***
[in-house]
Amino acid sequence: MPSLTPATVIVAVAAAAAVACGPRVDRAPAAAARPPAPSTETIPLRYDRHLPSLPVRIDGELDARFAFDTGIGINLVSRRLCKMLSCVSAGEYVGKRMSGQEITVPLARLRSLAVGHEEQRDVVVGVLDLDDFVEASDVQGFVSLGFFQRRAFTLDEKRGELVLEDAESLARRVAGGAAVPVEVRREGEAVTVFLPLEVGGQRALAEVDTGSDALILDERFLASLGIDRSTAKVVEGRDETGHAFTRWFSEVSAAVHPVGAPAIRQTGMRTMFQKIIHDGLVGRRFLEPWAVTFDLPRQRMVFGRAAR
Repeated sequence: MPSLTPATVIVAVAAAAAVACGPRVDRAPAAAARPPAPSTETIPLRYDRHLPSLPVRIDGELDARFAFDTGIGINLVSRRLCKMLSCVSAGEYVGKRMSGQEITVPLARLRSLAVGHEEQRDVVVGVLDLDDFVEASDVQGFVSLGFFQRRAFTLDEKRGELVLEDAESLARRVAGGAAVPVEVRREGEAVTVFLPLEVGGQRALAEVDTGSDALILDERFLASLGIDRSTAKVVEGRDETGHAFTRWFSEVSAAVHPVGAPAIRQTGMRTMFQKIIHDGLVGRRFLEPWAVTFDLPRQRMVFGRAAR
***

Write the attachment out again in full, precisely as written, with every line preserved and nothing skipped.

[in-house]
Amino acid sequence: MPSLTPATVIVAVAAAAAVACGPRVDRAPAAAARPPAPSTETIPLRYDRHLPSLPVRIDGELDARFAFDTGIGINLVSRRLCKMLSCVSAGEYVGKRMSGQEITVPLARLRSLAVGHEEQRDVVVGVLDLDDFVEASDVQGFVSLGFFQRRAFTLDEKRGELVLEDAESLARRVAGGAAVPVEVRREGEAVTVFLPLEVGGQRALAEVDTGSDALILDERFLASLGIDRSTAKVVEGRDETGHAFTRWFSEVSAAVHPVGAPAIRQTGMRTMFQKIIHDGLVGRRFLEPWAVTFDLPRQRMVFGRAAR
Repeated sequence: MPSLTPATVIVAVAAAAAVACGPRVDRAPAAAARPPAPSTETIPLRYDRHLPSLPVRIDGELDARFAFDTGIGINLVSRRLCKMLSCVSAGEYVGKRMSGQEITVPLARLRSLAVGHEEQRDVVVGVLDLDDFVEASDVQGFVSLGFFQRRAFTLDEKRGELVLEDAESLARRVAGGAAVPVEVRREGEAVTVFLPLEVGGQRALAEVDTGSDALILDERFLASLGIDRSTAKVVEGRDETGHAFTRWFSEVSAAVHPVGAPAIRQTGMRTMFQKIIHDGLVGRRFLEPWAVTFDLPRQRMVFGRAAR